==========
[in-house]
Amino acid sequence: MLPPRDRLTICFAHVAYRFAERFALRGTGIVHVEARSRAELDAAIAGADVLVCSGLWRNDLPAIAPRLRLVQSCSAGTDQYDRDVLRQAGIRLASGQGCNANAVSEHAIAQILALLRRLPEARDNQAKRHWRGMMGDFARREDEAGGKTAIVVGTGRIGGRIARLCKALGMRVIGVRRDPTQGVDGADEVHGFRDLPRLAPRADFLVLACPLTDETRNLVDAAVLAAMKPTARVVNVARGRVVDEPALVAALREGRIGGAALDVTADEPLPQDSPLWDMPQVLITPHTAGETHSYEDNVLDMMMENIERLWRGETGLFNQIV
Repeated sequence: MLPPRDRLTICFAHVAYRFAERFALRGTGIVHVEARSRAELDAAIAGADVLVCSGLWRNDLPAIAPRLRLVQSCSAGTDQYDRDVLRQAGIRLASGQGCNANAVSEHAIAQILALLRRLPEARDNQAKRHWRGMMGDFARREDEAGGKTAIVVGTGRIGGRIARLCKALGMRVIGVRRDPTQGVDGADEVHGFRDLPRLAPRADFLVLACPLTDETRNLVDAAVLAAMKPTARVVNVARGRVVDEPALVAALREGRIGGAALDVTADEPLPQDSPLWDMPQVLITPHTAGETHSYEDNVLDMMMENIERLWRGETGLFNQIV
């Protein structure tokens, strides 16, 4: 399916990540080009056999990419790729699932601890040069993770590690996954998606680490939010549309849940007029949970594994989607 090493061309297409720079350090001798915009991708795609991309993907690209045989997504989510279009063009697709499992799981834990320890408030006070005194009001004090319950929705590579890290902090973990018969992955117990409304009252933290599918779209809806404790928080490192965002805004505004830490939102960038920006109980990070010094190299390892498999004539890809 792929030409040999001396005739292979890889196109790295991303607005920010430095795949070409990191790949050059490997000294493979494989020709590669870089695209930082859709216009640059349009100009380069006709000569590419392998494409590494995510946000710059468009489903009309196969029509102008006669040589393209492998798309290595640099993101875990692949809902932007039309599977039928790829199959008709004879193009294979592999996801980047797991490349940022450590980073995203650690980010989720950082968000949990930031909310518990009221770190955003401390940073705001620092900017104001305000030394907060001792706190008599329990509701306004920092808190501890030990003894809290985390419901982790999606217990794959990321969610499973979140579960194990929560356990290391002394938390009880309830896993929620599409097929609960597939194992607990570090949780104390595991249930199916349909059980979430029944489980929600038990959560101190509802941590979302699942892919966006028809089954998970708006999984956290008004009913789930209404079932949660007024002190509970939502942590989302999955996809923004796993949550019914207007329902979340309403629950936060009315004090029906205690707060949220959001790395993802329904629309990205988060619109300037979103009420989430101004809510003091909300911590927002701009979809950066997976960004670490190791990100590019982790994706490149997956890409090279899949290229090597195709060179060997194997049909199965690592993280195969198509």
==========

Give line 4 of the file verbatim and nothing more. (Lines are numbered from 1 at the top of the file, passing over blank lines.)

């Protein structure tokens, strides 16, 4: 399916990540080009056999990419790729699932601890040069993770590690996954998606680490939010549309849940007029949970594994989607 090493061309297409720079350090001798915009991708795609991309993907690209045989997504989510279009063009697709499992799981834990320890408030006070005194009001004090319950929705590579890290902090973990018969992955117990409304009252933290599918779209809806404790928080490192965002805004505004830490939102960038920006109980990070010094190299390892498999004539890809 792929030409040999001396005739292979890889196109790295991303607005920010430095795949070409990191790949050059490997000294493979494989020709590669870089695209930082859709216009640059349009100009380069006709000569590419392998494409590494995510946000710059468009489903009309196969029509102008006669040589393209492998798309290595640099993101875990692949809902932007039309599977039928790829199959008709004879193009294979592999996801980047797991490349940022450590980073995203650690980010989720950082968000949990930031909310518990009221770190955003401390940073705001620092900017104001305000030394907060001792706190008599329990509701306004920092808190501890030990003894809290985390419901982790999606217990794959990321969610499973979140579960194990929560356990290391002394938390009880309830896993929620599409097929609960597939194992607990570090949780104390595991249930199916349909059980979430029944489980929600038990959560101190509802941590979302699942892919966006028809089954998970708006999984956290008004009913789930209404079932949660007024002190509970939502942590989302999955996809923004796993949550019914207007329902979340309403629950936060009315004090029906205690707060949220959001790395993802329904629309990205988060619109300037979103009420989430101004809510003091909300911590927002701009979809950066997976960004670490190791990100590019982790994706490149997956890409090279899949290229090597195709060179060997194997049909199965690592993280195969198509």